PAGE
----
Book Series Medieval Identities: Socio-Cultural Spaces, vol. 10

Beyond Exclusion in Medieval Ireland

Intersections of Ethnicity, Sex, and Society under English Law

Stephen Hewer

  • Pages: 338 p.
  • Size:156 x 234 mm
  • Illustrations:4 tables b/w., 1 maps b/w, 1 maps color
  • Language(s):English
  • Publication Year:2022

  • ISBN: 978-2-503-59457-6
  • Hardback
  • Available
  • ISBN: 978-2-503-59458-3
  • E-book
  • Available

To achieve a fuller understanding of the legal status of peoples within English Ireland, this book compares the treatment of Gaelic women and men to that of the English of Ireland and it also offers an in-depth examination of other ‘Irish Sea Region’ ethnicities.


“(…) due to the richness of the plea rolls Hewer examines, his study expands our understanding of how the ethnically-mixed inhabitants of the thirteenth- and fourteenth-century English colony in Ireland interacted with royal courts.” (Maeve Callan, in The Medieval Review, 22.12.10)

“This book makes an important contribution to high medieval Irish history. It aspires to challenge the notion that the Gaelic Irish were universally excluded from the colonial legal system following the English (or Anglo-Norman) invasions of the late 1160s (…) The book should be essential reading for anyone working on Anglo-Irish relations in the medieval period but should also be of interest to anyone interested in medieval intercultural connections, the history of medieval English imperialism, and onomastics.” (Simon Egan, in SPECULUM, 99/2, 2024, p. 584-585)



Stephen Hewer is a Leverhulme Early Career Fellow at the Institute of Irish Studies in the University of Liverpool.  He specialises in deconstructing modern misconceptions and distortions of medieval peoples.


The notion that, upon the advent of the English in 1167, all Gaelic peoples in Ireland were immediately and ipso facto denied access to the English royal courts has become so widely accepted in popular culture that it is often treated as fact. In this ground-breaking monograph, however, the narrative of absolute ethnic discrimination in thirteenth- and early fourteenth-century English Ireland is for the first time tackled head-on through a thorough re-examination of the Irish plea rolls. Through a forensic study of these records, the author demonstrates not only that there was a great deal of variation in how members of various ethnic groups and women who came before the English royal courts in Ireland were treated, but also that there was a large — and hitherto scarcely noticed — population of Gaels with regular and unimpeded access to English law, and that the intersections between gender/sex and ethnicity have too often been deeply misunderstood or disregarded. A close comparison between the treatment of Gaelic women and men and that of the English of Ireland, together with an in-depth examination of other ethnicities from around the Irish Sea, provide a new understanding of English Ireland in which it is clear that there was not a simple dichotomy between the English and the unfree, but rather that people lived an altogether more complex and nuanced existence.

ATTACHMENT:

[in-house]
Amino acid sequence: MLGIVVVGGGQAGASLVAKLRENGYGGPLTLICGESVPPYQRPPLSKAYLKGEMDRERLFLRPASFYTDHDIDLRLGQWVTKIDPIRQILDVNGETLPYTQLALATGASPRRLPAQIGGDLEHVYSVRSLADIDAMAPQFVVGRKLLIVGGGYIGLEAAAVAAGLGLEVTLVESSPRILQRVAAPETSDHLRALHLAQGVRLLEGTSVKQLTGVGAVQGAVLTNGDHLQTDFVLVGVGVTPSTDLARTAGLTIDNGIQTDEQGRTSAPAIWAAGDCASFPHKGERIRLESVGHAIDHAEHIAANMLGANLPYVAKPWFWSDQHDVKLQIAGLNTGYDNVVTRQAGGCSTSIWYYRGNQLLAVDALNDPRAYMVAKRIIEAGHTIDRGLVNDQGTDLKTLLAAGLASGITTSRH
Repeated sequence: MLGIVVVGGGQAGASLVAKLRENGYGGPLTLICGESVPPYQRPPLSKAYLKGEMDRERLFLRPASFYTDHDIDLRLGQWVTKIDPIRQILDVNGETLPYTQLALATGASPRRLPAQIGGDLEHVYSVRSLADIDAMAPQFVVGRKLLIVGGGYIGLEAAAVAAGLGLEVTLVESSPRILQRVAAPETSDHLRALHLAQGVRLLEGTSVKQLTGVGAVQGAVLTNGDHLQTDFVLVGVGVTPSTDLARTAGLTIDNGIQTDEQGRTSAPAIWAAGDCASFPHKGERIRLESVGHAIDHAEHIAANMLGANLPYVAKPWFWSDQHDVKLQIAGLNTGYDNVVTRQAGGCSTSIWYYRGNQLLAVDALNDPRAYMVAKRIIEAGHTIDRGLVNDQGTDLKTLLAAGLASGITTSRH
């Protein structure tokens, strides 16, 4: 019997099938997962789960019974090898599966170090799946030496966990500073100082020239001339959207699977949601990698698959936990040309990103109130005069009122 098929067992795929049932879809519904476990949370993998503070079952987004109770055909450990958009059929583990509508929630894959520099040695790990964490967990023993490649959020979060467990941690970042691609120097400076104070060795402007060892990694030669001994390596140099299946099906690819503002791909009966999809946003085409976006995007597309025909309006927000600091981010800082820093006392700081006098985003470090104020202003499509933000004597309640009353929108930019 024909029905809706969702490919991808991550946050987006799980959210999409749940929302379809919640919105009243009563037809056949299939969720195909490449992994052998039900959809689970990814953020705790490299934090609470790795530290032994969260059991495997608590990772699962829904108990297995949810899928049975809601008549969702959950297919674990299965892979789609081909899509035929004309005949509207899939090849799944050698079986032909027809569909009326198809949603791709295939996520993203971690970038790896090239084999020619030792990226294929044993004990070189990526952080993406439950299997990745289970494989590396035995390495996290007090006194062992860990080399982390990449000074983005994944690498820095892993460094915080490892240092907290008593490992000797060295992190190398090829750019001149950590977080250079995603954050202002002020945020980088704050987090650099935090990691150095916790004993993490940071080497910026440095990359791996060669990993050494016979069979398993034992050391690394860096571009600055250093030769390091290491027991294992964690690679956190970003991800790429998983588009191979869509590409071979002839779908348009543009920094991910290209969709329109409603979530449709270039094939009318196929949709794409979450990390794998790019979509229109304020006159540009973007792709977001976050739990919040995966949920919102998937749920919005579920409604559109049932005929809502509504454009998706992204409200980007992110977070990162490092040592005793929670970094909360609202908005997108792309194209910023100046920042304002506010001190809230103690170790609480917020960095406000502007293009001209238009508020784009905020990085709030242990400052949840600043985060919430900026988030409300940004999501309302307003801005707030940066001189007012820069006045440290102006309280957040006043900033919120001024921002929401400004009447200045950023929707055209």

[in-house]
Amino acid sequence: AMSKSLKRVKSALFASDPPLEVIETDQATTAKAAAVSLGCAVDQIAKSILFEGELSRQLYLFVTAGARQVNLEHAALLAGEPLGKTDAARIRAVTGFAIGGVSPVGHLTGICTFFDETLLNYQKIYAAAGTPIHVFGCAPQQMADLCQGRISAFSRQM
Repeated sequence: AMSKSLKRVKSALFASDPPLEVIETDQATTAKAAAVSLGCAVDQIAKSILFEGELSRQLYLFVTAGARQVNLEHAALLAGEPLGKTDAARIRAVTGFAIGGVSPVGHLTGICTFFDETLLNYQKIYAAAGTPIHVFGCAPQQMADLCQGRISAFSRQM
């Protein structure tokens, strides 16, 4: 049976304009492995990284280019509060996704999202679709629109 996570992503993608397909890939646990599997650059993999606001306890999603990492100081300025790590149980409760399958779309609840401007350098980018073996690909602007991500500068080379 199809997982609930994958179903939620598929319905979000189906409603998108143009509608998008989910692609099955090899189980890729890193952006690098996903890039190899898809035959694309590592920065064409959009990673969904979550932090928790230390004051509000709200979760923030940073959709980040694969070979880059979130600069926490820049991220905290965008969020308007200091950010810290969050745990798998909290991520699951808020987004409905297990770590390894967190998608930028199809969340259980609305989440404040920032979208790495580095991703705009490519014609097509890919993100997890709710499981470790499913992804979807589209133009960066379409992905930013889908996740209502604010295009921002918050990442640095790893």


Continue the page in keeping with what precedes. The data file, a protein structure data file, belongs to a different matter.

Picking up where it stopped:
Maps and Tables




Chapter 1: Legal Bondage and ‘betaghs’

Chapter 2: Free Gaelic Men in English Ireland

Chapter 3: The Legal Status of Women: The Intersection of Sex and Ethnicity

Chapter 4: Legal Discrimination, Disseisins, and Land Transfers

Chapter 5: Irish Sea Region Ethnicities

Chapter 6: The Effects of Ethnicity during Criminal Cases

Chapter 7: The Role of Ethnicity in the Status of Clerics




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